MARIA CREEK. written for For the “Post” and “Herald”
When on my way to the usual frolic at Cairns on Saturday nights (the cinema), I chanced the other week to meet one of my one-time Non-Com. mates in the A.I.F., and was as pleased as he at the meeting. Over a “here’s luck” we exchanged views regarding the weather, and my friend remarked, “I noticed a part lately in the morning sheet, stating the roads about Innisfail were disgraceful. I guess that was but mildly correct. But that correspondent was afraid to say what even an army parson would have shouted: ‘the roads and streets are damnable.’ “Why !” he said, warming up, “they are worse than our bush tracks out at Maria Creek Settlement, a district just being opened up. I have just come up from there, he explained, “I am on one of the blocks of 50 acres more or less.”
On hearing this I was greatly interested, as I had heard several disparaging statements from soldier settlers, and others who claimed to know the country, or had been down to look the ground over. So I eagerly questioned my companion, and this is the result:
“They say that soldiers are born,” said the Corporal, “but take it from me, the settler isn’t manufactured of wood, cloth, and glue either. For by the powers, a genuine man has his work cut out to rise out of a rut, even on the repatriation farm scheme. This scheme, per repatriation ruling, is not at all bad. On paper it looks rosy.
In practice, it has darn big drawbacks, lots of red tape, and the same amount of actual work has to be done to get a return as the free selector had to do in former years. But it has its good points that strongly appeal to the man who wants to settle.
Look you ! 10 acres cleared and planted out of 50 or more; house erected, and a small amount of stock and tools ! £625 to work on !!
Seems good, doesn’t it ? But get down to tin tacks.
Each block has £625 allotted to it, not each owner. See the point?
Well, the first go off is, certain portions are thrown open, say at Maria Creek. The successful applicant is notified from Brisbane that he has drawn a block, and that he must fulfil the conditions within three months. This is in January, and the wet season is on, so he decided to wait till March before inspecting it.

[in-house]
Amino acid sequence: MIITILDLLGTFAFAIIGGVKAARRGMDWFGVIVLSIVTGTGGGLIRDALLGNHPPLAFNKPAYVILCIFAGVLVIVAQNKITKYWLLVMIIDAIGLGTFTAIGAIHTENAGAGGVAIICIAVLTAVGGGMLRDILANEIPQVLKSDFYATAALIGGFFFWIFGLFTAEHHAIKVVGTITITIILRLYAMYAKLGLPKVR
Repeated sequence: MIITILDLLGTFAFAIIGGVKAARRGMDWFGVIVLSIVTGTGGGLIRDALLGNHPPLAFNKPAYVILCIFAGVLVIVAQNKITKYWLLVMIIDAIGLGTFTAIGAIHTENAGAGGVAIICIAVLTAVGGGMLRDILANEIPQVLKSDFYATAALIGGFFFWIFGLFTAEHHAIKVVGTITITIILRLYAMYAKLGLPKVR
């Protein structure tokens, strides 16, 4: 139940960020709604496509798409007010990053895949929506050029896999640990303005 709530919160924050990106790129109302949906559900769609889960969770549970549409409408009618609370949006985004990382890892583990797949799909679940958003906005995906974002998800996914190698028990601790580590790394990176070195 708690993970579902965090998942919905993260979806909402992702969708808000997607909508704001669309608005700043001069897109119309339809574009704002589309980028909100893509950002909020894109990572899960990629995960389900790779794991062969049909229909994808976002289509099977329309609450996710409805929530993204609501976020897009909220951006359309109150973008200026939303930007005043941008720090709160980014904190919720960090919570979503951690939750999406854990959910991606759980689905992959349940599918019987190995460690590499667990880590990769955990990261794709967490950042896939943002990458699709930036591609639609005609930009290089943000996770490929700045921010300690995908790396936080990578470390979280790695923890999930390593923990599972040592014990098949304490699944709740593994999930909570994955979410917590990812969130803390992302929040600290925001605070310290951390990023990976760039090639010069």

He turns out in April and gets to Innisfail; gets a baptism of mud as he boards a juggernaut at 4 p.m. on a Wednesday evening. This juggernaut carries him by 5.30 p.m. as far as South Johnstone, quite 8 miles, where a riot of “souped up navvies,” “chinks” and “steak a d’oyst” is taking place; only they call it getting a ticket; all one class on this line; so the settler rubs shoulders with the crowd, and they start off again about 6 p.m. in a beautiful drifting rain, which lasts till he gets to Silkwood at 9 p.m., a whole 22 miles from Innisfail per tram line!
Here he steps boldly off the train into 6 inches of slush, to be met by no one; and nobody can tell him of any accommodation. Then while he is putting his hand out to feel if he’s awake, off goes the juggernaut on a side line, leaving him to wander in nature’s aisles until he falls over a six by two hut, in which he coils himself up till morning, when he finds he has camped in the brand new railway station of Silkwood, and sees before him the main camp of the north coast railway construction.
Now he meets quite a decent lot of chaps and finds out many things, amongst them being the fact that other settlers came on the same train, but had taken the precaution to inquire from the supervisor by letter, as to who would likely meet them and see to their simple wants. These had a cold collation, followed by a mug of hot cocoa at the ranch, and were given a shake down by the “souped up” navvies’ friends. But anyhow after a 2/- breakfast at the ranch, he makes tracks for the Settlement head quarters, 4 miles along the construction. And such a road! Knee deep in slush, and swarming with leaches! On the way he notices a couple of clearings, with some fair plant cane showing, and as he stops to look at one block, the occupier gives the information: “fell it, logged up, holed it and planted it myself; made £5 a week over expenses on the job since September to last month; sold the log timber off the clearing for £40, got 20 of that, and the rest goes to the credit of the block. They start my house when the roads are fit to haul on. I reckon to get 40 tons of cane off this patch next year as stand over cane; and if they’ll let me, I’ll have 15 acres more next season; but you see they only guarantee to cut 10 acres off each block, and we have to get a mill permit to plant more than 10 acres.”